There is no single blueprint for success in building a business. However, there are certain key components that all businesses need to succeed. Too often, founders find a problem that needs solving. And that was certainly the case for our guest Hayden Wadsworth, the CEO and Co-Founder of HydroJug. About five years ago, he noticed that other gym members had milk jugs for water. These jugs are not recyclable and reusable, and they certainly lack personality. So, like all good entrepreneurs, he decided to fix this problem and make better jugs. Tune in to learn more about how Hayden built his company from scratch, what he learned along the way, and how he turned the corner to create a company that is not only profitable but also a great place to work.Love the show? Subscribe, rate, review, & share! https://turningthecornerllc.com/podcast
Joyce welcomes Christine Griffin, Principal Consultant and Sr. Search Consultant, and Sherry Lapaglia, Director of Talent Programs and Product Innovation, for Bender Consulting Services, Inc. to the show. The guests will highlight Bender's disability inclusion assessment and strategic planning services available to corporations seeking to be inclusive of people with disabilities. Bender's disability inclusion assessments and strategic planning explore processes and policies to identify barriers and areas of compliance concern, while building a brand of inclusion.
In this episode we are joined by Madison Goldfischer, Vice President of Product Innovation at Zelis, to discuss billing errors. We dive into the challenges people face in identifying them, the role that economic gaps play in addressing them, the process in how they should be dealt with and more. This episode is sponsored by Zelis.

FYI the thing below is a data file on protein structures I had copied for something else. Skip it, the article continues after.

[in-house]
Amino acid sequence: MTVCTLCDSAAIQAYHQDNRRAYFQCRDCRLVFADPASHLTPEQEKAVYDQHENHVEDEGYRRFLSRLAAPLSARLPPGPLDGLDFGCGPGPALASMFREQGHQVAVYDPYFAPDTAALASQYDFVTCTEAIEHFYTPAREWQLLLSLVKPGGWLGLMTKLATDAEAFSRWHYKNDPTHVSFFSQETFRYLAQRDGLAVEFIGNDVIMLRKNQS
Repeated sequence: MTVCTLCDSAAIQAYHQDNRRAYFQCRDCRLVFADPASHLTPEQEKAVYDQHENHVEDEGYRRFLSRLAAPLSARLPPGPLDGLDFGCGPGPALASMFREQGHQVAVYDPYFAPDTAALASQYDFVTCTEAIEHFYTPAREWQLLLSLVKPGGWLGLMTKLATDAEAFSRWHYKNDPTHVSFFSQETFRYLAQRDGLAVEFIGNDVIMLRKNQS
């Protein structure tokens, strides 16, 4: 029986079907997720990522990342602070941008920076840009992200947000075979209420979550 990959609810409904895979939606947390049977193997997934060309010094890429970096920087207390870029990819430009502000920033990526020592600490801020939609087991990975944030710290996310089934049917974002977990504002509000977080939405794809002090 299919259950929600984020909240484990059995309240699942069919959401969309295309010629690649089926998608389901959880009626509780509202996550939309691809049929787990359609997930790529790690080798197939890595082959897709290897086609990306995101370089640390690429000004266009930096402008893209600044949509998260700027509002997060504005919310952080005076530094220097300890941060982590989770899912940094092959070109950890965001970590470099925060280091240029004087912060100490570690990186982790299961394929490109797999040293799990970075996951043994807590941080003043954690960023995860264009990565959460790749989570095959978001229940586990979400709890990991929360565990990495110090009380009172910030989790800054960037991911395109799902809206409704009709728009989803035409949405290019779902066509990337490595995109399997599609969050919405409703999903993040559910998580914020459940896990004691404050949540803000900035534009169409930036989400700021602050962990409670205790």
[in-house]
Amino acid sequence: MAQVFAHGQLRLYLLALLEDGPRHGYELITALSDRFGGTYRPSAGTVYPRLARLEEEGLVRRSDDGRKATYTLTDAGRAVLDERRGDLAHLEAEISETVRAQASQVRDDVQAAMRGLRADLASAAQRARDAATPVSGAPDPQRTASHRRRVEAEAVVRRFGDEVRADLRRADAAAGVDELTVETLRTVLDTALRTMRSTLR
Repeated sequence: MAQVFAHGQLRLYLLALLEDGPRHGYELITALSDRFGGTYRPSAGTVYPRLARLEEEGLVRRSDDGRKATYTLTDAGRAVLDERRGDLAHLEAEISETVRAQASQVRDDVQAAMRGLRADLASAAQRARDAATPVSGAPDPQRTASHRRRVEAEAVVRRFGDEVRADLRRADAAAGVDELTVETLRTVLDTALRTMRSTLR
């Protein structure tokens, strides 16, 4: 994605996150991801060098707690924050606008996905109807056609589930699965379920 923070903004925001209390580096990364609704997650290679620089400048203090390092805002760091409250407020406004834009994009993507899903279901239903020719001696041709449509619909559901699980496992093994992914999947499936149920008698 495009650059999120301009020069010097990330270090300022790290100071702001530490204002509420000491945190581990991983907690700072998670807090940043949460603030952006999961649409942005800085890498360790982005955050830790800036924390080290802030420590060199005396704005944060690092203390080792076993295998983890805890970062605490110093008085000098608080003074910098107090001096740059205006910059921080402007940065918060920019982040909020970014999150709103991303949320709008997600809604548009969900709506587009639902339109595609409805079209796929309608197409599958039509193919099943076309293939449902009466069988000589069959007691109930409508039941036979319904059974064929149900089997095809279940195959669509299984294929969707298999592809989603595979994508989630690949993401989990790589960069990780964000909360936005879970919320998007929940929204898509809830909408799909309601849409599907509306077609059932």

https://blog.priceplow.com/podcast/raza-bashir-shawn-wells-muscletech-enfinity-paraxanthine-072 In late August of 2022, PricePlow revealed the next-generation stimulatory ingredient enfinity (Paraxanthine), set to launch shortly afterward through MuscleTech. We wrote about the new product line and briefly introduced paraxanthine to readers in our article titled MuscleTech Reveals New Workout Stimulant: enfinity brand Paraxanthine. To follow-up with more scientific information, we brought Raza Bashir (VP of Scientific Affairs and Product Innovation at Iovate and MuscleTech) and Shawn Wells (Chief Science Officer of NNB Nutrition and Co-Founder of Ingenious Ingredients) on to the PricePlow Podcast to explain Shawn's latest innovation in enfinity brand paraxanthine. We then discuss how MuscleTech is using it to power cleaner, more consistent workouts and diet support through a new pre-workout supplement and two weight loss products. The MuscleTech iQ Series MuscleTech's Raza Bashir and Ingenious Ingredients (and NNB Nutrition CSO) Shawn Wells join the PricePlow Podcast to talk about MuscleTech's new iQ Series launch, using enfinity Paraxanthine! MuscleTech is going all-in on this ingredient, and through the episode, you'll learn how Raza has been "hoarding" much of the stimulant for the better part of four years. Once you try it, you'll understand why - for many users, it's simply a better experience than caffeine. Finally, enfinity is ready for primetime, starting with three supplement launches covered in our introductory MuscleTech iQ Series article: EuphoriQ: Pre-workout supplement using 300 milligrams of enfinity Burn iQ: Capsule fat burner using 100 milligrams of enfinity per capsule Burn iQ Powder: Thermogenic fat loss powder using 150 milligrams enfinity per scoop MuscleTech is using the moniker iQ, stating that this is the smartest way to supplement your energy. After learning more about paraxanthine's differences from caffeine, there's a good chance you'll agree -- or at least understand why many users will like it more. Finally, this is a follow-up from Episode #048 of the PricePlow Podcast, where Shawn teased the ingredient a bit over a year ago. It's finally here and upon us, so listen or watch and enjoy: https://www.youtube.com/watch?v=4W0m3GNPc4E Audio Version: Subscribe to the PricePlow Podcast on Your Favorite Service iTunesSpotify Google PodcastsSoundCloud Raza Bashir and Shawn Wells Discuss Paraxanthine and enfinity-Powered EuphoriQ 00:00 - Introductions - Mike introduces Raza and Shawn and gives the overview -- MuscleTech's new iQ Series will have enfinity brand paraxanthine, and quickly flashes back to Episode #048, where Shawn teased it over a year ago. 03:00 - Shawn talks about the omnipresence of caffeine - a one trillion dollar market. He talks about how it's effective and important, mentioning that it fueled the industrial revolution. Many switched from alcohol to caffeine back then, with far more productive effects on society. Additionally, we meet and socialize with two substances: alcohol and caffeine. 05:20 - "What enfinity, what paraxanthine solves: For about 59% of the population, they are not fast metabolizers. Meaning they are not metabolizing caffeine well. And so what happens is, they're stuck more in a state of caffeine, versus going to paraxanthine, which is where you see a majority of the benefits. And you're avoiding these other metabolites of theophylline and theobromine, and theophylline in particular -- side effect ridden." Shawn continues that there are more stages of metabolites after those two, and by avoiding them, you remove a lot of the longer-lasting side effects. 06:20 - "The net effect, when you just go to paraxanthine, in and of itself, is a much cleaner experience. And this is true across the board. And not only is it a cleaner experience, but we're avoiding that bio-individuality."